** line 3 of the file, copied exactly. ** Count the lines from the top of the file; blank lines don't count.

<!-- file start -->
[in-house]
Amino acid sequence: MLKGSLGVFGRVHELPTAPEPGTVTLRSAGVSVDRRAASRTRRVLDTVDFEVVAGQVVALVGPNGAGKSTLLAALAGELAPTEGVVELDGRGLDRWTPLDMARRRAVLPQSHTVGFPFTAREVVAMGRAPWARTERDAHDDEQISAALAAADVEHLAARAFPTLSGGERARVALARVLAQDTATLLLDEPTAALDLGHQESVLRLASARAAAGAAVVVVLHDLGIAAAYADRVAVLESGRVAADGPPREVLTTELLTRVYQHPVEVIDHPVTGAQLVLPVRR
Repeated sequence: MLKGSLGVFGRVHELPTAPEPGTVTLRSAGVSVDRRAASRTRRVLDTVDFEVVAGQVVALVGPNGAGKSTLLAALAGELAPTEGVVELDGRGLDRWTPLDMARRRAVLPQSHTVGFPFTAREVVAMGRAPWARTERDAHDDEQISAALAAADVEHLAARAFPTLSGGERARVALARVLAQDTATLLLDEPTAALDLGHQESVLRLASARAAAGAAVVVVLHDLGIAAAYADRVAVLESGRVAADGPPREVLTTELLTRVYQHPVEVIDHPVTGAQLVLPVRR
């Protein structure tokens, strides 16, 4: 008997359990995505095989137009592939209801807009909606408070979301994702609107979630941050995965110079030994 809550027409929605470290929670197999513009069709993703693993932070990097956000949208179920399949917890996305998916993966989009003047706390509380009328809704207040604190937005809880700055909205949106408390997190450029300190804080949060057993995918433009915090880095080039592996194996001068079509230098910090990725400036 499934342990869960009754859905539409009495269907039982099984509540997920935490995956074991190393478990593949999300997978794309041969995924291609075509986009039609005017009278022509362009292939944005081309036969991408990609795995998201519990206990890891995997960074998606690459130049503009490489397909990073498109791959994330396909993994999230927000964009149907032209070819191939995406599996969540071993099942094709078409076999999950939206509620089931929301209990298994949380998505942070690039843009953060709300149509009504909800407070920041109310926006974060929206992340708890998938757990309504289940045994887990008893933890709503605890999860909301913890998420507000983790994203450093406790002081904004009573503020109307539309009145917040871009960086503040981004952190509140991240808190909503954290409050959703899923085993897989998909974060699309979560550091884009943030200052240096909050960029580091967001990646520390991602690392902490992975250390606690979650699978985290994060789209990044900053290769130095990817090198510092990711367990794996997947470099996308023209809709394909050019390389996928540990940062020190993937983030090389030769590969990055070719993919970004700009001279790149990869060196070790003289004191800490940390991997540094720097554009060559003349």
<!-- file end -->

Repeated sequence: MLKGSLGVFGRVHELPTAPEPGTVTLRSAGVSVDRRAASRTRRVLDTVDFEVVAGQVVALVGPNGAGKSTLLAALAGELAPTEGVVELDGRGLDRWTPLDMARRRAVLPQSHTVGFPFTAREVVAMGRAPWARTERDAHDDEQISAALAAADVEHLAARAFPTLSGGERARVALARVLAQDTATLLLDEPTAALDLGHQESVLRLASARAAAGAAVVVVLHDLGIAAAYADRVAVLESGRVAADGPPREVLTTELLTRVYQHPVEVIDHPVTGAQLVLPVRR